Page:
Fantasy worlds are fictional settings full of magical and wondrous elements. These are places where gods and leviathans may walk the lands and swim the seas. Ancient civilizations from long ago may have left behind tombs, ruins, and temples hidden in the remote places of the world. The very land itself may be magical, with floating rocks, skull mountains, and wandering islands. Travelers to these places may seek shelter in towns or castles as wars between kingdoms are waged.
Fantasy worlds occupy a special place amongst fictional worlds because historically they have been the most immersive. This is largely do to the works of JRR Tolkien, whose Middle Earth transformed what it meant to create a fictional setting. Many worldbuilders, strive to create worlds based on principles Tolkien exemplified: worlds so rich and detailed that every facet of geology, history, language, and culture have been composed to the greatest degree.
While it is far from necessary to have Tolkien’s level of depth for a world to be enjoyable, fantasy worlds do generally share a collection of common elements that arise from both the fantasy genre itself (magic & fantastic beasts), as well as entrenched fantasy worldbuilding customs (the inclusion of maps and timelines). On this page you will find a selection of those common elements to help your worldbuilding within the fantasy genre.
Designing Fantasy Worlds
Creating the World Itself
Most fantasy worlds take place on earth-like planets – places that resemble our own world in elements like gravity, length of day, climate, and general biomes, but differ when it comes to the actual landmasses. Worldbuilders operating within the fantasy genre may wish to start by designing the physical aspects of the world itself. The shape of the world, the shape of it’s continents and oceans, as well as the number of suns and moons it may have are things to consider. While often spherical, worlds that are toroidal or disk-like worlds defined by a world edge are possibilities.
The Landscape and Terrain
The regions and biomes of fantasy worlds are often versions of what we are used to in the real world. Mountain ranges, deserts, frozen expanses, etc. However, these features are often exaggerated to create more interesting settings, such as with forests of giant trees or sand seas. More fantastic elements, like floating rocks, wandering islands, and underground seas may also be present. Many worldbuilders create maps of their world and/or regions within it to help better organize their setting.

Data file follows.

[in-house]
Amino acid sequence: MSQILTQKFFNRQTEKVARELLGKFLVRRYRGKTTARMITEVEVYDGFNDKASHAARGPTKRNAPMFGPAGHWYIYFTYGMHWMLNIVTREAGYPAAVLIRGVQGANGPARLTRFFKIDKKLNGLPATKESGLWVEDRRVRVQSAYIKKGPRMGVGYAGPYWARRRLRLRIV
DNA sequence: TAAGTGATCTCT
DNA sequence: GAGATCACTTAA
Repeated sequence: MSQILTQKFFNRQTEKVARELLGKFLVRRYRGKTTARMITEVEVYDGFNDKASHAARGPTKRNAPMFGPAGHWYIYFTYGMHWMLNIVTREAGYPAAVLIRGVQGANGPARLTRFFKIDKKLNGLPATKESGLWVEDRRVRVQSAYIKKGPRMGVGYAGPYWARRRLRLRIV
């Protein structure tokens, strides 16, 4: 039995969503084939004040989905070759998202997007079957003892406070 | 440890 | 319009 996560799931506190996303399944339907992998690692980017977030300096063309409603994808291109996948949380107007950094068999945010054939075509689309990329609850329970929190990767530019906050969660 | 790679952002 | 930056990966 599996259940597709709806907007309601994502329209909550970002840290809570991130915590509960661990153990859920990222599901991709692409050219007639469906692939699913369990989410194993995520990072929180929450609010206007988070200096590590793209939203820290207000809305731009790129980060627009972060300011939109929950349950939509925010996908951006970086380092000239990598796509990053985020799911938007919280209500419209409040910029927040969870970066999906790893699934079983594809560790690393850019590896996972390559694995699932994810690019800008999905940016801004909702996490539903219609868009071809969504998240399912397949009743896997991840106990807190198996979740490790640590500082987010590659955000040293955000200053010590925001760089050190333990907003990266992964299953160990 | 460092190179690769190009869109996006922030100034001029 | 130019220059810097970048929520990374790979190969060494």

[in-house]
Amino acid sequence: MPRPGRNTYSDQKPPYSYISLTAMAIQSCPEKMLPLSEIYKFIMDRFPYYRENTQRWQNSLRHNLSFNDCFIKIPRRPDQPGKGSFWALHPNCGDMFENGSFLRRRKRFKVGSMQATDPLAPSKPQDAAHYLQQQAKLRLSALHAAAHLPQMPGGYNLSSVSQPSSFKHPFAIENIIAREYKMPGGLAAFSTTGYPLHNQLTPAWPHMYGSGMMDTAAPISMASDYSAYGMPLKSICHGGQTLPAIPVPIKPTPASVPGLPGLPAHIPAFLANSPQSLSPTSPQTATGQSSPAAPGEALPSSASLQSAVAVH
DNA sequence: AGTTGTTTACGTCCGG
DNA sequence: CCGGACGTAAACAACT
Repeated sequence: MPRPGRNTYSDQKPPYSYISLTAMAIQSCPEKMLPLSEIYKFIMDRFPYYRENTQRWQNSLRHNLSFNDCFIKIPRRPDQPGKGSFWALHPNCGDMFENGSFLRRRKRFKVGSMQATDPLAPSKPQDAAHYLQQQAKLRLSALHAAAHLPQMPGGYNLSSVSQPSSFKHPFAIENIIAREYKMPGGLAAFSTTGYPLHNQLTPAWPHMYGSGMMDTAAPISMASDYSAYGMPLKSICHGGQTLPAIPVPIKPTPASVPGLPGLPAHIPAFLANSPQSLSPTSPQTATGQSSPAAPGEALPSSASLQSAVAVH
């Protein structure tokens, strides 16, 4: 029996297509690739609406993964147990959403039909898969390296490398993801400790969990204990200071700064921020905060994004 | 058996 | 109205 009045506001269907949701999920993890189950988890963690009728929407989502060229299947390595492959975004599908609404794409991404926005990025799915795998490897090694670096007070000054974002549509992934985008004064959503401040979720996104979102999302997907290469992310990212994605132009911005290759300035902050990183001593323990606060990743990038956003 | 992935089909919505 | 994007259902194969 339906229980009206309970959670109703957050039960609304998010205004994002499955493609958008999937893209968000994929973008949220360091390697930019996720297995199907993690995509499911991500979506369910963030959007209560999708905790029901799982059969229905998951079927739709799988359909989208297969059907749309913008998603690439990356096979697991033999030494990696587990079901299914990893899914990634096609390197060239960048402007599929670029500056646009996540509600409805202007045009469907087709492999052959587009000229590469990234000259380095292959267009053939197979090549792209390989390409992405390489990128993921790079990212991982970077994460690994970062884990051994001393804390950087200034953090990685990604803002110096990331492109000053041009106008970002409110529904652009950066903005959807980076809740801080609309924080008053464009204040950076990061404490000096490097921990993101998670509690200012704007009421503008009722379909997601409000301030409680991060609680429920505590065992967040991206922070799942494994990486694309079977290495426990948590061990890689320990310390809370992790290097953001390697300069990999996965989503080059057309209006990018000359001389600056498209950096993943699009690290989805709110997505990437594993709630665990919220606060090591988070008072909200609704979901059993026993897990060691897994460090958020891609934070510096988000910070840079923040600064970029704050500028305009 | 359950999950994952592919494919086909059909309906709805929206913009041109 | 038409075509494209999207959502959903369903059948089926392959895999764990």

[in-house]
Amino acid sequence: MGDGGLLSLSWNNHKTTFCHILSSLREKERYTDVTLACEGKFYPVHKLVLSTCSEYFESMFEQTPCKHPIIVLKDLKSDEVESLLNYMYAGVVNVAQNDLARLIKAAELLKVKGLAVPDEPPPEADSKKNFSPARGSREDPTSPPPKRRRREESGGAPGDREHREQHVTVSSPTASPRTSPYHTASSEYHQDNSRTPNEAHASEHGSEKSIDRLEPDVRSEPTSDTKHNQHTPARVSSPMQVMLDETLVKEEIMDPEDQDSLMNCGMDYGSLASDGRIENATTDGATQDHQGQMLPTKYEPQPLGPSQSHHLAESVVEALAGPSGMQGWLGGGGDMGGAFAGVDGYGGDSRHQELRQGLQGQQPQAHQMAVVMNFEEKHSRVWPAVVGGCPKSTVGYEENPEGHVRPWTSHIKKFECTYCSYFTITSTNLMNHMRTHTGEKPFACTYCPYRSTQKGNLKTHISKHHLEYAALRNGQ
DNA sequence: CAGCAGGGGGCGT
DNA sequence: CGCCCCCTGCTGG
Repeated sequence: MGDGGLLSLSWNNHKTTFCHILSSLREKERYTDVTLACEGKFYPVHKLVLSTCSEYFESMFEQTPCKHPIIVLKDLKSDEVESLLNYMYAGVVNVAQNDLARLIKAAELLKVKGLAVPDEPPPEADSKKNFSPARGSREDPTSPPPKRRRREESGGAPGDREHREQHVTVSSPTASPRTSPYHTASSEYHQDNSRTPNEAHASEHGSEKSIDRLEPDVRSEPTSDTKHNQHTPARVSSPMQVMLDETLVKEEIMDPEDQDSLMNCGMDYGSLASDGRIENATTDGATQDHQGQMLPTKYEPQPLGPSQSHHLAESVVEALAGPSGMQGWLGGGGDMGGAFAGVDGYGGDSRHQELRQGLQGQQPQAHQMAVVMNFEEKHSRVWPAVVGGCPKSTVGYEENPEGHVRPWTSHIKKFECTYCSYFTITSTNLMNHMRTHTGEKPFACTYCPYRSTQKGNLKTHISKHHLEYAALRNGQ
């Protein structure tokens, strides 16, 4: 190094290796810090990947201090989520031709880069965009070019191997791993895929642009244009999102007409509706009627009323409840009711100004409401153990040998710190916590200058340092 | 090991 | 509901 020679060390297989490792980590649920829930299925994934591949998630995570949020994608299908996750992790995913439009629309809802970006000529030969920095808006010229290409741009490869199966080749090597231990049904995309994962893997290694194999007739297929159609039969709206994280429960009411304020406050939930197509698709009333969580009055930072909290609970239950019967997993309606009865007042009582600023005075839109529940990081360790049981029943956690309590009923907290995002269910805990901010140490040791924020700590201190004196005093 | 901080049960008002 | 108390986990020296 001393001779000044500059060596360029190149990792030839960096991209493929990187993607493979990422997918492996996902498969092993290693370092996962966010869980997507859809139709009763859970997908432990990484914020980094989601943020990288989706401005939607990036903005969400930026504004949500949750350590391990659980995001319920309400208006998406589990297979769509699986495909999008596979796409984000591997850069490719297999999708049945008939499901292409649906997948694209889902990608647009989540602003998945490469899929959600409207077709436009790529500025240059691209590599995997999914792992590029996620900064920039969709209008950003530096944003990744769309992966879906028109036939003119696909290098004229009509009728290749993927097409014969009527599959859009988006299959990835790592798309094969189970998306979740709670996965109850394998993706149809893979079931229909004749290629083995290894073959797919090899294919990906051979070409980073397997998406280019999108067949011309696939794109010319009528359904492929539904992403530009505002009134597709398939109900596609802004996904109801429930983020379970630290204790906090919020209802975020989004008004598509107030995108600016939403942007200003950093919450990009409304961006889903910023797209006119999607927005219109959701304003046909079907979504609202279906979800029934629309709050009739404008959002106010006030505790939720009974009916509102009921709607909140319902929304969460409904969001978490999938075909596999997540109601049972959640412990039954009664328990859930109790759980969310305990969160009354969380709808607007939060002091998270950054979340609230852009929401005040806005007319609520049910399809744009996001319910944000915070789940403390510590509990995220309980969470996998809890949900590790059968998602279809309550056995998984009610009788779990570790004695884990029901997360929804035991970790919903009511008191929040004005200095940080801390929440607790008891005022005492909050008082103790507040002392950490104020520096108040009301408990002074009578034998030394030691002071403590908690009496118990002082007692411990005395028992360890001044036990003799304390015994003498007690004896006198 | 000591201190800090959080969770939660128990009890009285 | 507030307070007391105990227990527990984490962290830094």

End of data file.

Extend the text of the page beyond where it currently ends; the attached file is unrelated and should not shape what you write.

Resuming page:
Once you have chosen what elements exist in your world, giving those forests, mountains, towns, and cities names is equally important!
Fantasy worlds are settings rich with fantasy towns, taverns, inns, castles, and watchtowers. Great walls may rest on borders between the borderlands and the uncharted wilds. In game-oriented fantasy worlds, game dungeons may tempt characters to explore their depths, while churches and/or sanctuaries may offer respite and a place to rest. The places and locations a worldbuilder will wish to include will depend heavily on the purpose and tone of the setting they are designing. While giant statues may better match one world, giant skeletons may better match the next.
Fantasy worlds often come with elaborate fictional histories. These historical events can help set the stage for narratives that occur in the fictional world as well as provide interesting lore for the inclusion of elements like ancient ruins. Histories can also be used to provide context for the current location of borders or neutral territories.
Gods & Religions
Fantasy worldbuilder including gods or religions will need to decide if deities are real within the context of their fictional setting. If so, they will need to consider how active a role they may play. Gods with immense power possess the capability to reshape the world, and may have done so many times over unless they demonstrate restraint or have a reason not to. If using these elements, worldbuilder may also wish to include temples, churches, oracles, and hallowed grounds.
A fantasy world is generally inhabited by fantastic beings. These may be adventurers of all kinds, powerful wizards and sorcerers, or magical creatures both large and small. While often the inhabitants will fall into pre-established creature and monster archetypes (such as goblins, ghosts, elves, and dwarves) designers should also consider creating entirely new fictional creatures as well.